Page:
Stevenson's The Strange Case of Dr. Jekyll and Mr. Hyde Essay

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Stevenson's The Strange Case of Dr. Jekyll and Mr. Hyde Firstly, telling "The Strange Case of Dr Jekyll and Mr Hyde" from Dr Jekyll's point of view would have presented a number of problems. The elements of tension provided by telling the story from others points of view would be lost, and therefore the definitive style of the book would have to be changed for one less exciting, and the plot would progress far slower. Also, telling the story from different peoples perspectives makes the text physically longer, and although this isn't an essential quality, without the length the story may have been regarded as a short story and not received so much acclaim. Most of the tale is told from the…show more content…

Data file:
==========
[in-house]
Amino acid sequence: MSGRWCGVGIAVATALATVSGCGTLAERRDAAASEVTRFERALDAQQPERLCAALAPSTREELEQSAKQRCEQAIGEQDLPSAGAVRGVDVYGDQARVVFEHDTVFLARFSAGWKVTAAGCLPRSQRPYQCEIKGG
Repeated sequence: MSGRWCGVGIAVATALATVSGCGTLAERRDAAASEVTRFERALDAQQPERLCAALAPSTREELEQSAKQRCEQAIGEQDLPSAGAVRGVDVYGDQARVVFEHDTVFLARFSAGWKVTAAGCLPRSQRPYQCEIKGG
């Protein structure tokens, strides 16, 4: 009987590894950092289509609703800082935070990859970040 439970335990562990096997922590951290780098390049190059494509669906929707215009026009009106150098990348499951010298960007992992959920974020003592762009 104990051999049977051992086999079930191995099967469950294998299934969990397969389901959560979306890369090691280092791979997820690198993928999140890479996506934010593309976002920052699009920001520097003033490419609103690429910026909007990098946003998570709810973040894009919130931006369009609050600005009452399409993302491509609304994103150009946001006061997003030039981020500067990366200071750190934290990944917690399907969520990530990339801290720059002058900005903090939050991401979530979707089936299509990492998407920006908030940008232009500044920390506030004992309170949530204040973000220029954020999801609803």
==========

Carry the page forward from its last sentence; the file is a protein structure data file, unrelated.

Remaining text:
This 'Darwinism' was very fashionable, and people were obsessed with the idea of physical change and metamorphosis in people. It was also popular to lead two lives, one as a respectable member of society, and the other, an 'after hours' life. Without the perspectives of Jekyll (Dr Jekylls Full Statement of the Case) and Lanyon (Dr Lanyons Narrative), the dual lives of Jekyll and Hyde would never be discovered. This would have made the book far less admired, as the attractive principles of mutation and change would have been missing from the book. The appealing idea of a first person perspective of a person leading two lives; and two such abnormal lives; would be lost, and with it the appeal of the book. In Chapter 1, the book begins with Utterson's point of view, but with a story told by Utterson's friend, Enfield. If Stevenson had chosen to tell the story from Utterson's perspective, this chapter would not have changed, although it is very useful in giving a first impression of the detestable Hyde, and gives the reader an example of a Victorian phrase for doctor, "sawbones". Chapter 2 shows another example of the popular double lives of some Victorian people, as Utterson leaves his house in the middle of the night, which throws a sense of mystery and secrecy into the character of Utterson. Also, when Utterson meets Llanyon, he seems far too
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